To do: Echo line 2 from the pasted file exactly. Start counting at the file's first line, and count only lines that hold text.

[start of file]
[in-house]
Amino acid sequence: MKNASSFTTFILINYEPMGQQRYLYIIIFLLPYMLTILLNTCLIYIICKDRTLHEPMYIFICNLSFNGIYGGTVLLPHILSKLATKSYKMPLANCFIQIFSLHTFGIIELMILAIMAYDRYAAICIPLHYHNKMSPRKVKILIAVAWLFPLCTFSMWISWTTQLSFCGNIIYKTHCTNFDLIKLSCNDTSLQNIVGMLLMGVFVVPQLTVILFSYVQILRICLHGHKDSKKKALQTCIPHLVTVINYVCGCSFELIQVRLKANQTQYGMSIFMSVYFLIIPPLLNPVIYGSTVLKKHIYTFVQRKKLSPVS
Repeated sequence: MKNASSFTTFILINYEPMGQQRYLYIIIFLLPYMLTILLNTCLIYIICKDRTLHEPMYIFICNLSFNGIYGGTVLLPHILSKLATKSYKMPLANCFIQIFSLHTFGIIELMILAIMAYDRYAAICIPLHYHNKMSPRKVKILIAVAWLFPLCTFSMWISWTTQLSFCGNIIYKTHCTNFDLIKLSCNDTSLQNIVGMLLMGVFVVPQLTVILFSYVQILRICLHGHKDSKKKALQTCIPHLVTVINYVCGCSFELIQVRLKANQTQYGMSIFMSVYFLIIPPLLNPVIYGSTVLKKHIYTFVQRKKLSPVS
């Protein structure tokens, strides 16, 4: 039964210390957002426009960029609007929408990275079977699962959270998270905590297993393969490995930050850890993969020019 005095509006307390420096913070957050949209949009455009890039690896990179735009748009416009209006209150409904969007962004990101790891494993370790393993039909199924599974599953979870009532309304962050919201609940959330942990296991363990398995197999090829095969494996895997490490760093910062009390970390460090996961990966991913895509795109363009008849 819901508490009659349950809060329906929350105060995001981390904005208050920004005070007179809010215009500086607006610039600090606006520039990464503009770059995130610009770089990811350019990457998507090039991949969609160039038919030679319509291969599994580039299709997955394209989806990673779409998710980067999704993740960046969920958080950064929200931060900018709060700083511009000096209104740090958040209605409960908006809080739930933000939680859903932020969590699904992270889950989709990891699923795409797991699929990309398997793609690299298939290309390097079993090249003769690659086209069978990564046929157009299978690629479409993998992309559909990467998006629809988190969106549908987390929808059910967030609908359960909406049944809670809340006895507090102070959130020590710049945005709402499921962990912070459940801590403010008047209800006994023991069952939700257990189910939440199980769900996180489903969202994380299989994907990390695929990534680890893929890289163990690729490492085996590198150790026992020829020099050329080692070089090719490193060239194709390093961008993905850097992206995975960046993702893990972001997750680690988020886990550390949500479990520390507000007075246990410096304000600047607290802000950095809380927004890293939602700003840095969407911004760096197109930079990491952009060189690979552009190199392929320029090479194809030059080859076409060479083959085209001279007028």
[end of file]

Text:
Amino acid sequence: MKNASSFTTFILINYEPMGQQRYLYIIIFLLPYMLTILLNTCLIYIICKDRTLHEPMYIFICNLSFNGIYGGTVLLPHILSKLATKSYKMPLANCFIQIFSLHTFGIIELMILAIMAYDRYAAICIPLHYHNKMSPRKVKILIAVAWLFPLCTFSMWISWTTQLSFCGNIIYKTHCTNFDLIKLSCNDTSLQNIVGMLLMGVFVVPQLTVILFSYVQILRICLHGHKDSKKKALQTCIPHLVTVINYVCGCSFELIQVRLKANQTQYGMSIFMSVYFLIIPPLLNPVIYGSTVLKKHIYTFVQRKKLSPVS